Please email me if you're interested! I can ship within the US.
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Monday, August 10, 2015

The long road home

On Wednesday morning we hurried to get everyone dressed and all the suitcases in one place so we could do last-minute cleaning. We handed the keys over to the person who would be taking care of our apartment.

On our way out we said goodbye to our downstairs neighbor, who has a son Inga's age. We're going to miss them! Then I headed to the bus stop with 4 kids, 1 purse, 1 messenger bag, 4 backpacks, and my violin. Eric left a few minutes later with a friend who drove all 8 suitcases to the airport.

In our hurry, we forgot to communicate where to meet up in the airport. I was waiting in one area, Eric in another, and we almost missed our trans-Atlantic flight because we didn't find each other! At the last minute I herded all the children to a new area and found Eric.

But of course it had to be more adventuresome than that.

Out of the blue, Ivy puked all over me.

A minute later, she puked all over herself and the floor.

We couldn't do anything to clean up because we were checking in. We made it through security and got onto the airplane. Our flight sat on the tarmac for over an hour, waiting for several passengers arriving on another flight. As soon as we took off, Ivy puked again, all over me.

After the third time, I was prepared. Good thing: she puked at least 10 times on the way home.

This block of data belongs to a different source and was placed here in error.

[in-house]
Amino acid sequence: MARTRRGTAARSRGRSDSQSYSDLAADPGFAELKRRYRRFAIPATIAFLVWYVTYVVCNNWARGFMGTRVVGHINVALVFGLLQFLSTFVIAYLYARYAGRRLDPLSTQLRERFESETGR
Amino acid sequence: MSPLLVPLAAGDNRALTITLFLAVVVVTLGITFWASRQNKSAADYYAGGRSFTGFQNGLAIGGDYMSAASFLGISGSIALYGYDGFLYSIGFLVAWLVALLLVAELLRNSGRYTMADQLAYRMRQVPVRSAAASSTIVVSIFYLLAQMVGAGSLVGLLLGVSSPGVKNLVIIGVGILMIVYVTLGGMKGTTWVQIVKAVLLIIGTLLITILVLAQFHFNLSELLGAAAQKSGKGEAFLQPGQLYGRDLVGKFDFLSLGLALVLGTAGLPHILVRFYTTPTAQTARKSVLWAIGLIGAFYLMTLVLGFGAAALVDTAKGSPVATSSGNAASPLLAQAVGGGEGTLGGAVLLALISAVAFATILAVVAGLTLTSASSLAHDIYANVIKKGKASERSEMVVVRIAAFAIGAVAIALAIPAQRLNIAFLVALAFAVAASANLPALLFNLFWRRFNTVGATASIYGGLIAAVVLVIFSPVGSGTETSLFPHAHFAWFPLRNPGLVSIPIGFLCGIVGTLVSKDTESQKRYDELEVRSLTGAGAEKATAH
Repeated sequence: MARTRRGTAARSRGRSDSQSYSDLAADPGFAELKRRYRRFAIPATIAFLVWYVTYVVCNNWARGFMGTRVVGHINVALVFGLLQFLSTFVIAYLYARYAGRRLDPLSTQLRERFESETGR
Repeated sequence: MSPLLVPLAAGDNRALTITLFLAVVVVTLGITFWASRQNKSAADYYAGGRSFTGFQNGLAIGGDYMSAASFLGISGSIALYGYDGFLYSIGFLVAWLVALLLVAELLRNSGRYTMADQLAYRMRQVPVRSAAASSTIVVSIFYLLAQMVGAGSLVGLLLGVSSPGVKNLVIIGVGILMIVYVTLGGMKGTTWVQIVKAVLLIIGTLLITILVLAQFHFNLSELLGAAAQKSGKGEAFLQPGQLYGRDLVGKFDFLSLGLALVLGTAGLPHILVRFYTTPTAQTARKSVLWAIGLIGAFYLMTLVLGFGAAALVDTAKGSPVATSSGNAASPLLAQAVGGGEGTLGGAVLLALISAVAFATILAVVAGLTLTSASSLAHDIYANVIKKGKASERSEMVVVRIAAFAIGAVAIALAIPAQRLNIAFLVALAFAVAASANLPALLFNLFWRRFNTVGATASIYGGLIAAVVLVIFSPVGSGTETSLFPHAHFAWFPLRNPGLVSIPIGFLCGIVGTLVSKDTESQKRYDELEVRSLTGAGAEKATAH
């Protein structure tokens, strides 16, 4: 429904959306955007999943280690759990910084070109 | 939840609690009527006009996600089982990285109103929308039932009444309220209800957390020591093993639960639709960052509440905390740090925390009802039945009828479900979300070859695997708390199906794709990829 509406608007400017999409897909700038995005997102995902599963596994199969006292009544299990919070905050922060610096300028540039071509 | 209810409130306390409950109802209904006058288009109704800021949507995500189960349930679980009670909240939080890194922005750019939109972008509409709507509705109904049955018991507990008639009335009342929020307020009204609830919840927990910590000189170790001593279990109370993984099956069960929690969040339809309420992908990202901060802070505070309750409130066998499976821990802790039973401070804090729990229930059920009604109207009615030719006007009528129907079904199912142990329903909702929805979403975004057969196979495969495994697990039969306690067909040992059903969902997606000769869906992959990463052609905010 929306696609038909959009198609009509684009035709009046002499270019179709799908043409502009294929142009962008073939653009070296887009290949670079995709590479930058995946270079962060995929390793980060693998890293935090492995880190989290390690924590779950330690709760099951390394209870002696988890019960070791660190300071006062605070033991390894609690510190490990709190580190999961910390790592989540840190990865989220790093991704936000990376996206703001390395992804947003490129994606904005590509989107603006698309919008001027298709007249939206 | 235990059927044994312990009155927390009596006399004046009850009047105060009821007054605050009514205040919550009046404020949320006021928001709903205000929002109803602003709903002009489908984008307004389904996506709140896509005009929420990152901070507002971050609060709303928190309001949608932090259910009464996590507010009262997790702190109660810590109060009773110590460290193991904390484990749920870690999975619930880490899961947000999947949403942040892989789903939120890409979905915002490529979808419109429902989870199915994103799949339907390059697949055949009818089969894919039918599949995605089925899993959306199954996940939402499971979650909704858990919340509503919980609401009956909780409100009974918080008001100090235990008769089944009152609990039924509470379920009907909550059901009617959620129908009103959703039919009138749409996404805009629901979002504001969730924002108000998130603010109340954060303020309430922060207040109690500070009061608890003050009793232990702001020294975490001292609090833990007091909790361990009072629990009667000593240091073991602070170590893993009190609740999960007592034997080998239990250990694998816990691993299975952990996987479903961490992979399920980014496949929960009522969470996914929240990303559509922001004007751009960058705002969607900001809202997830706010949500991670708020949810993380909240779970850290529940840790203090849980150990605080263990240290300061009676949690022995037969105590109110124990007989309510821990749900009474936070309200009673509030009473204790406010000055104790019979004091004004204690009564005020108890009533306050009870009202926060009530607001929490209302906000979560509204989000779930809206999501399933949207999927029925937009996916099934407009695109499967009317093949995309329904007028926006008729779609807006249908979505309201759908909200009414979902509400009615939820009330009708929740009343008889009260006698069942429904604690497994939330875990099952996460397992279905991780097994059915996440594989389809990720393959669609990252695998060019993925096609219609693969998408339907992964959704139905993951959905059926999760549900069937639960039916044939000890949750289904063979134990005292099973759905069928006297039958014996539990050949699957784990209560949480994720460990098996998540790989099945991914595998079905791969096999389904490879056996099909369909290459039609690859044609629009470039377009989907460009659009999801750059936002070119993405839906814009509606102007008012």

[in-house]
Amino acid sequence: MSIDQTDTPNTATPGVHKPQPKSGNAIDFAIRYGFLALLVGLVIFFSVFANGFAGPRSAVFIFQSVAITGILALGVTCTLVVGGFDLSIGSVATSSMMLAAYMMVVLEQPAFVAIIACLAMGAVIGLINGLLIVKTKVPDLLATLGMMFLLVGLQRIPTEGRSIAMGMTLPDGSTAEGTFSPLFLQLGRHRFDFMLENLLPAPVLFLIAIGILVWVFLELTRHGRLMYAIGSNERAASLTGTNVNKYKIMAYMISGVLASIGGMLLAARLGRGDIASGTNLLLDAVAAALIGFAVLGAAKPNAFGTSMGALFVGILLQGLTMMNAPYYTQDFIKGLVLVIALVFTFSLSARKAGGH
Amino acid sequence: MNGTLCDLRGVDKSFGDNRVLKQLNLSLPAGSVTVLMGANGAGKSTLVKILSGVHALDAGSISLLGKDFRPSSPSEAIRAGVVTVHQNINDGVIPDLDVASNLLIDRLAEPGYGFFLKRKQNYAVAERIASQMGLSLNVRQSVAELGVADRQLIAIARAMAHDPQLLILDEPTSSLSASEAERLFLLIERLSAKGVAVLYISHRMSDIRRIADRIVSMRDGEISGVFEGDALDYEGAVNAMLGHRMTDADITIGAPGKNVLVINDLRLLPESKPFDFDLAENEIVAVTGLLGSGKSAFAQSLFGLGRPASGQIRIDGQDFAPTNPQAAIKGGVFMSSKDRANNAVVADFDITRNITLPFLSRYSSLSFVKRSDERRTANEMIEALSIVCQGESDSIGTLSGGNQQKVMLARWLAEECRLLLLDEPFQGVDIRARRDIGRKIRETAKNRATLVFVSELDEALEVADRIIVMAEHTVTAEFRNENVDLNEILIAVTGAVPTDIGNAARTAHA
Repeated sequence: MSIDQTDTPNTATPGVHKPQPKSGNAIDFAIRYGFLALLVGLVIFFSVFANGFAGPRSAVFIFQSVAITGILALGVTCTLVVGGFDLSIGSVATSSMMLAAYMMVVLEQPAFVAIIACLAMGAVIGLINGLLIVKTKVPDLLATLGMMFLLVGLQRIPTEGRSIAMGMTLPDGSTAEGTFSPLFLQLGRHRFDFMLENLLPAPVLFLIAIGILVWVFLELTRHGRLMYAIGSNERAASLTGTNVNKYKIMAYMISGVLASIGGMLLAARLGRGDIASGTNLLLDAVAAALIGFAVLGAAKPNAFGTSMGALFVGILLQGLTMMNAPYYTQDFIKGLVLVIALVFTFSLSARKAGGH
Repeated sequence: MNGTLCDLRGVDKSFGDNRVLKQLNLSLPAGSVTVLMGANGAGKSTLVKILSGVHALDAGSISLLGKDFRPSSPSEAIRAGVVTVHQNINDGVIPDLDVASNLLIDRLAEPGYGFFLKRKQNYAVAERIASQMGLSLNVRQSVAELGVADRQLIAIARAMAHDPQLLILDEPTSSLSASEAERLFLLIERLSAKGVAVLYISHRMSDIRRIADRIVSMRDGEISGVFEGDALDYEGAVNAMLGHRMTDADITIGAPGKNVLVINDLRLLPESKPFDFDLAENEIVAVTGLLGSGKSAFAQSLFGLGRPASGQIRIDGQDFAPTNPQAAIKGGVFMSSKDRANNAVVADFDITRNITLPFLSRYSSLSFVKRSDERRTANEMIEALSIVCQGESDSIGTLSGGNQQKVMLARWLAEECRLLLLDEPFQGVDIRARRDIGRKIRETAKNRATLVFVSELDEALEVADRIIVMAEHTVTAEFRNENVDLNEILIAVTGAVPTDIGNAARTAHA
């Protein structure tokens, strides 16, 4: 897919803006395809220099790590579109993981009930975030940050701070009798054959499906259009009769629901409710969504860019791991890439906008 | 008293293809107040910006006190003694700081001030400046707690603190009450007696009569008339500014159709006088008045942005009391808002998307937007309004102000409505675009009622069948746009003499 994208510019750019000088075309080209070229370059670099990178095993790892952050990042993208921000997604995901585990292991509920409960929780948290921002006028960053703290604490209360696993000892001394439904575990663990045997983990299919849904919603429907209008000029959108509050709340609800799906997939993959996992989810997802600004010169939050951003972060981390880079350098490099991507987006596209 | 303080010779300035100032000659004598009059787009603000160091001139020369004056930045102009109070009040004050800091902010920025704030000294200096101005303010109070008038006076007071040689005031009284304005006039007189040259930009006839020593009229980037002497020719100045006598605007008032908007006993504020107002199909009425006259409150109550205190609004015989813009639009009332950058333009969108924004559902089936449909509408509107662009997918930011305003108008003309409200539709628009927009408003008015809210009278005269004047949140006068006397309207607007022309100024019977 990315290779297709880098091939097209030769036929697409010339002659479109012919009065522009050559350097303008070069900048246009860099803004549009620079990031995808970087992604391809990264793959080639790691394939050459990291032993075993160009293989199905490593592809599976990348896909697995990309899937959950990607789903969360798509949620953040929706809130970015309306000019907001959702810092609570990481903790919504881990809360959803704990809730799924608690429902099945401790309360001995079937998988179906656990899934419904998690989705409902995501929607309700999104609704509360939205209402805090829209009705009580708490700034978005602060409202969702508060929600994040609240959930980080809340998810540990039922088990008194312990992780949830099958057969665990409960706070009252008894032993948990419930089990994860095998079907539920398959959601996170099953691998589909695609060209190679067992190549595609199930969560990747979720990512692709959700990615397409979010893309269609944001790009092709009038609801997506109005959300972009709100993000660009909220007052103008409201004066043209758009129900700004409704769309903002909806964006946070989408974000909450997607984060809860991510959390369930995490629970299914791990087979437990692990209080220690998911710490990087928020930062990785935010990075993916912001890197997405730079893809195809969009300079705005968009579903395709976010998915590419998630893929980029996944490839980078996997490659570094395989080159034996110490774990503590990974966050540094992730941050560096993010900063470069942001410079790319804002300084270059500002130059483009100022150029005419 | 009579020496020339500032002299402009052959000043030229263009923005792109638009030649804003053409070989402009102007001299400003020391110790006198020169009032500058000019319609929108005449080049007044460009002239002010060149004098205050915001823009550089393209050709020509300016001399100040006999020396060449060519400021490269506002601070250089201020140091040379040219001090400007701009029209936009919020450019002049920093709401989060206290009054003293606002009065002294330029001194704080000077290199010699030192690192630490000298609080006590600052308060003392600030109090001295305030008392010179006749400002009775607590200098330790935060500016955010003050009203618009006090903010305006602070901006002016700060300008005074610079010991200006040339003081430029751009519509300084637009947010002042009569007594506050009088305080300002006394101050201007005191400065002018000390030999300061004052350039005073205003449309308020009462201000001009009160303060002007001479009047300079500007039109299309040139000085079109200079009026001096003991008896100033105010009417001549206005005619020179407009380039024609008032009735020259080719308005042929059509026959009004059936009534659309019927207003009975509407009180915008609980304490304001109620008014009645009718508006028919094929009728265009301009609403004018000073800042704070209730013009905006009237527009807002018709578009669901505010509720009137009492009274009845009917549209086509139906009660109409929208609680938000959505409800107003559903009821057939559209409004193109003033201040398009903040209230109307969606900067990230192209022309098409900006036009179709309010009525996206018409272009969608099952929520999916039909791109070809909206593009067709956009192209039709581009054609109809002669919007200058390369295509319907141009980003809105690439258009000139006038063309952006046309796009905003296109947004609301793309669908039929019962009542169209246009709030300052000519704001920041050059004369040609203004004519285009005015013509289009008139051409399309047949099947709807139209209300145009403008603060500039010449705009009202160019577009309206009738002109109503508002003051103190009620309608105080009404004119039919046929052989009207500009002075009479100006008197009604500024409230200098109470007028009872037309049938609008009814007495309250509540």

Zari got to help the Air Canada Rouge staff serve drinks. Inga also wanted to wear one of their stylish fedoras.

Ivy took several naps.

Besides puking ten times, she was an easy traveler.

I managed to read a book.

Our late start meant we missed our next connecting flight, so we got re-routed to a different city. Our third flight was several hours later than planned. We finally got home at 1:30 am local time (7:30 am French time) and got the kids in bed an hour later.

But the fun didn't stop there. No, that would be too easy.

The next day, I came down with a nasty stomach bug. Thanks Ivy. When the puking ended, the fever started and it wiped me out for the next 36 hours.

Then Inga got it.

Then Eric.

Fun times.

We're all recovered now, but only have two days left until school starts! I thought we had until next week so it was an unpleasant surprise when I checked the school calendar.

Goodbye, France.

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Saturday, August 01, 2015

Things I'm loving right now

Only four days left  until we fly across the Atlantic! In between last-minute repairs and deep cleaning, I wanted to share some favorite things I bookmarked this past month:

Homebirths in Spain
Read about the struggle to access home births in Spain, including hurdles mothers have faced birthing outside the Spanish medical system.

Effect of skin to skin and breastfeeding on primary postpartum hemorrhage
This recent research investigates the effect of S2S and BF right after birth on reducing primary PPH rates and found a strong positive correlation. The paper is titled Does skin-to-skin contact and breastfeeding at birth affect the rate of primary postpartum haemorrhage: Results of a cohort study.

Upright birth support
A Scottish midwife designed an inflatable birth support called Comfortable Upright Birth that's being used around the world. Read about it here:

If you buy a CUB, the company donates a clean birth kit to mothers in developing countries. With every 5 birth kits, they include a CUB as well! So consider buying one for yourself if you are expecting or for your practice if you are a birth attendant.


Home Birth